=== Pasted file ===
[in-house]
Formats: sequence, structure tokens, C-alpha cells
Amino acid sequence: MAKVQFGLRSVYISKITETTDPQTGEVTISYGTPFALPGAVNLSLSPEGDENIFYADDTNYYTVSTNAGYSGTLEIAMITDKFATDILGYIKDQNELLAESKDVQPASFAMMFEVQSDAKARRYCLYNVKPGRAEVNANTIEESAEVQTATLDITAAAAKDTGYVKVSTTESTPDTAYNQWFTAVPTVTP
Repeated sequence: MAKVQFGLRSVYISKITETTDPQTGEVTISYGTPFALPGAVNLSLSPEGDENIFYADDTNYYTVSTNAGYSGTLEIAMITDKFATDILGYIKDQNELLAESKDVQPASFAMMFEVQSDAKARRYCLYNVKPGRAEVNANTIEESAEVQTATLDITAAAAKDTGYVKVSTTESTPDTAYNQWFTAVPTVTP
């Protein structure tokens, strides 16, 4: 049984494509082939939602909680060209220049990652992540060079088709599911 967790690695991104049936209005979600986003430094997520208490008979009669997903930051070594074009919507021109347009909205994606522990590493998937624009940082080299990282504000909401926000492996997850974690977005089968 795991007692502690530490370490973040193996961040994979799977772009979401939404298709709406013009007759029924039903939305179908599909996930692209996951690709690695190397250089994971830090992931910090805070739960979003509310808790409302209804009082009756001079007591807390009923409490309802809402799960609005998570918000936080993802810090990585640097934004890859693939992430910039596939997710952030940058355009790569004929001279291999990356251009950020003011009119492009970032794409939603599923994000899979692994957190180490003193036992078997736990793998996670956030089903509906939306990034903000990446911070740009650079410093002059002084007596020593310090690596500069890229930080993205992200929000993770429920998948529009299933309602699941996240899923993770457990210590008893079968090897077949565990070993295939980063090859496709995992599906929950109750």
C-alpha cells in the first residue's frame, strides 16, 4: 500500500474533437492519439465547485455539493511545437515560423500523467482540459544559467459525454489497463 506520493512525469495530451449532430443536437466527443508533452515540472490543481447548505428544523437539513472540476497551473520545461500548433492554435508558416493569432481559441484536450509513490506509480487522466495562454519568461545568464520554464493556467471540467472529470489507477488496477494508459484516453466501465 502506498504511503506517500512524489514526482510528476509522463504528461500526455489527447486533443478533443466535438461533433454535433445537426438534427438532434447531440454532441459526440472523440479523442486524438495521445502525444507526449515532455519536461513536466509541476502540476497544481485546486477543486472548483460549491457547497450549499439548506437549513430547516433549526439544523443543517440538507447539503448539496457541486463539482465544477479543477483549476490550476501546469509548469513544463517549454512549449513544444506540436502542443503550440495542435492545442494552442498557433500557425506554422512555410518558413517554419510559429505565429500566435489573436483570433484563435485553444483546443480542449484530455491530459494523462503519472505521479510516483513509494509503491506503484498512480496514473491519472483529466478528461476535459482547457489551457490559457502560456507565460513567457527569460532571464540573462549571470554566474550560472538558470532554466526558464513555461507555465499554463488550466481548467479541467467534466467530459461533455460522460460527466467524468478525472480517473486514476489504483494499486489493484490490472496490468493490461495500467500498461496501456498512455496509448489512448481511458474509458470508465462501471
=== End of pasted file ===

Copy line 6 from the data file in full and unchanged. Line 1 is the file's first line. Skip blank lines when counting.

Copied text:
C-alpha cells in the first residue's frame, strides 16, 4: 500500500474533437492519439465547485455539493511545437515560423500523467482540459544559467459525454489497463 506520493512525469495530451449532430443536437466527443508533452515540472490543481447548505428544523437539513472540476497551473520545461500548433492554435508558416493569432481559441484536450509513490506509480487522466495562454519568461545568464520554464493556467471540467472529470489507477488496477494508459484516453466501465 502506498504511503506517500512524489514526482510528476509522463504528461500526455489527447486533443478533443466535438461533433454535433445537426438534427438532434447531440454532441459526440472523440479523442486524438495521445502525444507526449515532455519536461513536466509541476502540476497544481485546486477543486472548483460549491457547497450549499439548506437549513430547516433549526439544523443543517440538507447539503448539496457541486463539482465544477479543477483549476490550476501546469509548469513544463517549454512549449513544444506540436502542443503550440495542435492545442494552442498557433500557425506554422512555410518558413517554419510559429505565429500566435489573436483570433484563435485553444483546443480542449484530455491530459494523462503519472505521479510516483513509494509503491506503484498512480496514473491519472483529466478528461476535459482547457489551457490559457502560456507565460513567457527569460532571464540573462549571470554566474550560472538558470532554466526558464513555461507555465499554463488550466481548467479541467467534466467530459461533455460522460460527466467524468478525472480517473486514476489504483494499486489493484490490472496490468493490461495500467500498461496501456498512455496509448489512448481511458474509458470508465462501471